William Basinski, "Lamentations"
I suppose I am predisposed to enjoy any major new statement from William Basinski, given my undying love of both hypnotic repetition and tape loops, but I was still a bit blindsided by the dazzling heights he sometimes reaches with this latest opus. That said, the heart of Basinski's vision remains mostly unchanged, as Lamentations is yet another album lovingly assembled from his seemingly bottomless archive of distressed tapes ("over forty years of mournful sighs meticulously crafted into songs"). The mood and structure this time around are fairly far from Basinski's usual comfort zone, however, as these twelve eerie miniatures feel like a hallucinatory stroll through a haunted and rotting opera house.
Such an aesthetic is generally just fine by me (though not my favorite of Basinski's album-length visions), yet Lamentations feels legitimately brilliant when it transcends mere mystery- and sadness-soaked ambiance, as it does on the swooningly operatic centerpiece "Please, This Shit Has Got To Stop." With that piece, Basinski attains a level of heavenly melodicism and emotional intensity that I have not encountered in any of his previous work. The rest of the album, on the other hand, generally feels like an atypically murky, brooding, and subtly nightmarish twist on his usual loops of ravaged tape. However, there are also a few second-tier highlights like the swooningly angelic "All These Too, I, I Love" or "O, My Daughter, O, My Sorrow," which approximates the strains of a great This Mortal Coil song drifting through a supernatural fog. As such, Lamentations lies somewhere between a somewhat uneven album and a significant creative breakthrough. For now, Basinski has not fully mastered how to craft short loop-driven compositions as consistently mesmerizing as his classic longform work, but I suspect he will get there soon: adding chopped classical vocalists to his arsenal was definitely a welcome and wonderful flash of inspiration. More importantly, "Please, This Shit Has Got To Stop" may very well be the finest piece that he has ever released. While I suspect I could happily listen to variations of El Camino Real or 92982 forever, I am absolutely delighted that there are still some fresh ideas lurking in all those decaying tapes.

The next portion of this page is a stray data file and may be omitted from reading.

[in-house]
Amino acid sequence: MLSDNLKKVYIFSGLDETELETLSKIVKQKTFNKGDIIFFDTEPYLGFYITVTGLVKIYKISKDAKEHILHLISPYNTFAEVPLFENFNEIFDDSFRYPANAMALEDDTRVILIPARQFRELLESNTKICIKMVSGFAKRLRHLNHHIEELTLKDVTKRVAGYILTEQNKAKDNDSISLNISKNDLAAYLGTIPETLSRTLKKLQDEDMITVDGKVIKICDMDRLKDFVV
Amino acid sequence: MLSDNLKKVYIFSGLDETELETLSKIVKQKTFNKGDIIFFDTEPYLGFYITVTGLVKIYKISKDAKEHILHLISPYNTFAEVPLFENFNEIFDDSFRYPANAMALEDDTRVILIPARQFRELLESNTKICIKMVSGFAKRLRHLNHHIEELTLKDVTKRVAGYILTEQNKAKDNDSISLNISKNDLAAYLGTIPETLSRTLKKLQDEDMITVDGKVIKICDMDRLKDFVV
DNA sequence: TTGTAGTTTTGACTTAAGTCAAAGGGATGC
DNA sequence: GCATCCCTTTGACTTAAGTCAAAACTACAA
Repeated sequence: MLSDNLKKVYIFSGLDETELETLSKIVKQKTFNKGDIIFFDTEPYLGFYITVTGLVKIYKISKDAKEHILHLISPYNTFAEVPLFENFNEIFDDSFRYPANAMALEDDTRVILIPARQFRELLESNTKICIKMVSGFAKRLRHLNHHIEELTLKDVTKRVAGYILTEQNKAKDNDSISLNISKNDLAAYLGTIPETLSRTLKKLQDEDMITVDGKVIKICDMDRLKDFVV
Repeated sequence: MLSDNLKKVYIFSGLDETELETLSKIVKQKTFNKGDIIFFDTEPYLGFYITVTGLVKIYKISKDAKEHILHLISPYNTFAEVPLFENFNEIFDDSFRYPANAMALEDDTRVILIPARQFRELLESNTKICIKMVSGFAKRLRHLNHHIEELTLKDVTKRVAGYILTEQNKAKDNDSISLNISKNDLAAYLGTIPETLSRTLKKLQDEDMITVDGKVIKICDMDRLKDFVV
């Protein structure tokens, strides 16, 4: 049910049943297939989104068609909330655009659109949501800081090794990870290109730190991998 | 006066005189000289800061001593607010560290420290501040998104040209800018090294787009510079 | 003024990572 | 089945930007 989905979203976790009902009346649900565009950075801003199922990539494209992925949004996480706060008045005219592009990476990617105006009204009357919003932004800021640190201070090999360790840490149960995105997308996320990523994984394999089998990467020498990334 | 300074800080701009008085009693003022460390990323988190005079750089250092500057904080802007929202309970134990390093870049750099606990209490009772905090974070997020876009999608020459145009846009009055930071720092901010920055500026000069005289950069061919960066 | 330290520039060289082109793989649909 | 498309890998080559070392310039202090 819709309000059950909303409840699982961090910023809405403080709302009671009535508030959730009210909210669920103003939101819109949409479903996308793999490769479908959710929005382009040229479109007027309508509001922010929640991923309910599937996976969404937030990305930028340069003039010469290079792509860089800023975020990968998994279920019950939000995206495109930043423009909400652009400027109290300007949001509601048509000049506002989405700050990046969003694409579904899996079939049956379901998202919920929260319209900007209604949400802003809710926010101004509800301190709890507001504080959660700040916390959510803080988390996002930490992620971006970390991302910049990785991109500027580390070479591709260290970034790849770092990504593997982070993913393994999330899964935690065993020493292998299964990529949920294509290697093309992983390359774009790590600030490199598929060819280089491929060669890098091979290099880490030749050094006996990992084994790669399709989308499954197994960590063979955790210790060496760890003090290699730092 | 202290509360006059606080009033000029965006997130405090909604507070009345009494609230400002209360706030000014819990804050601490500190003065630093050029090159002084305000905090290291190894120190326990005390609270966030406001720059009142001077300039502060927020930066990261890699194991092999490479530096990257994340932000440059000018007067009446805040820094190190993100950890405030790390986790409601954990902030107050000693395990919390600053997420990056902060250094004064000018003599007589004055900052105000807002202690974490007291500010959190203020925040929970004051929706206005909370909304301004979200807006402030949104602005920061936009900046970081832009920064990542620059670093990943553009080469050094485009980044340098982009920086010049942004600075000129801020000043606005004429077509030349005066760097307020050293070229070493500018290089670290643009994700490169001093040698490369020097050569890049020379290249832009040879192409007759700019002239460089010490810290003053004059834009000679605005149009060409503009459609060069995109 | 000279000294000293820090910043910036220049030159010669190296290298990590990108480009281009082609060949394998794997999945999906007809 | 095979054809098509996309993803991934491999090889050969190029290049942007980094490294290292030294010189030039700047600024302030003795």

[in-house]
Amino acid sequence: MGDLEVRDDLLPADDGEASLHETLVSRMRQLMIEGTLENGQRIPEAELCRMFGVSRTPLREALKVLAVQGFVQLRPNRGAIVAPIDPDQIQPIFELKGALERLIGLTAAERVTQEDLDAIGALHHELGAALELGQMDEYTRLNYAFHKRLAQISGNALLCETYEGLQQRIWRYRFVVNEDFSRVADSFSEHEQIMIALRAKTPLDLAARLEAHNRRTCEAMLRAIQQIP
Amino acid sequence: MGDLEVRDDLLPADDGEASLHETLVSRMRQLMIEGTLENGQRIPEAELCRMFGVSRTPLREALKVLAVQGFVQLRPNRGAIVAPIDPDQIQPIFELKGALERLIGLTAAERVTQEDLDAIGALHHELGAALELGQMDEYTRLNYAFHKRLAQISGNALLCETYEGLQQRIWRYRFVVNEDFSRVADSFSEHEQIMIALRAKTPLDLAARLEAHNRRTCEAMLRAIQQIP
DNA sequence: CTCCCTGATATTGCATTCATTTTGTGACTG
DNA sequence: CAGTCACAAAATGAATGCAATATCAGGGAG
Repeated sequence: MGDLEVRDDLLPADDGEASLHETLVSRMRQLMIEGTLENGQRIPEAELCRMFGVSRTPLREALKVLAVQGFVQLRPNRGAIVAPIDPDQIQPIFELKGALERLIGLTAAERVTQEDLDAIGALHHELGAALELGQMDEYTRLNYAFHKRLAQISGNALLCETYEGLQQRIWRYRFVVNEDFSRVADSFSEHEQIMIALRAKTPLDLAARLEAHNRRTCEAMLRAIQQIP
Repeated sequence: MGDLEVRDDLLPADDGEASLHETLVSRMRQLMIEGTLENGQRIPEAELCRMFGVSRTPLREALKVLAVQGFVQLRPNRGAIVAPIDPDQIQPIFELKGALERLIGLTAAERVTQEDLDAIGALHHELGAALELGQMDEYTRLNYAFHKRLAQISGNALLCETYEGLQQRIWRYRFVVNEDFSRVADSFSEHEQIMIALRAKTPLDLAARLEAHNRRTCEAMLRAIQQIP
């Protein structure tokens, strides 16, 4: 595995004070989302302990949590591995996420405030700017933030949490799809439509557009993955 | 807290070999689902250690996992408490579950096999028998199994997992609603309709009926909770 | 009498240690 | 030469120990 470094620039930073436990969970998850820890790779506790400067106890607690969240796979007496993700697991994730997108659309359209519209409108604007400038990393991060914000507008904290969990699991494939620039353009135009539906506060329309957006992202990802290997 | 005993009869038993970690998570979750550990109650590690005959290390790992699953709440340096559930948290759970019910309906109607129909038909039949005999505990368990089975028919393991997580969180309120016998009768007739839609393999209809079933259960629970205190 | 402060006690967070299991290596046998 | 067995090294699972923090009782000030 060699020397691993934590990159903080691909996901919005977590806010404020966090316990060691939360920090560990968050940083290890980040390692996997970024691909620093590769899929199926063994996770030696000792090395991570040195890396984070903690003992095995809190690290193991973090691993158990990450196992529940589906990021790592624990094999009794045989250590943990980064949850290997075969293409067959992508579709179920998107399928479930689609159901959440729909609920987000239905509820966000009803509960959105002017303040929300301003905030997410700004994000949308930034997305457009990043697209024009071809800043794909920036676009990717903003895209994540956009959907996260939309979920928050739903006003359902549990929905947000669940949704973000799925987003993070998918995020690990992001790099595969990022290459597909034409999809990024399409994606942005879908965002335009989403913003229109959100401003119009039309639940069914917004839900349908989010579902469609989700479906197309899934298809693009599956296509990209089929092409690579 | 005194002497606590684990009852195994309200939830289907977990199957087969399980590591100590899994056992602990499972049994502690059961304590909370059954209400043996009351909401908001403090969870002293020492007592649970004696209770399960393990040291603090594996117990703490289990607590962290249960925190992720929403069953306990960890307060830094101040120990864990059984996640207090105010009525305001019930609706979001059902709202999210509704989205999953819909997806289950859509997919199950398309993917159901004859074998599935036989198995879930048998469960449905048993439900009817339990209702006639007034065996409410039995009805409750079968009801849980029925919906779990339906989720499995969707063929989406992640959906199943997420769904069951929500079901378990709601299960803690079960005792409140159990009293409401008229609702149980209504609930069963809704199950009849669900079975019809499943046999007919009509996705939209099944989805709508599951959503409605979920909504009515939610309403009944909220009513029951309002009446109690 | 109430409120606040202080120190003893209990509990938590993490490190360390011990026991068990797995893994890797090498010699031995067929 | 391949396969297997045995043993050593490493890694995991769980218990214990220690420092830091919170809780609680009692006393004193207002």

Samples can be found here.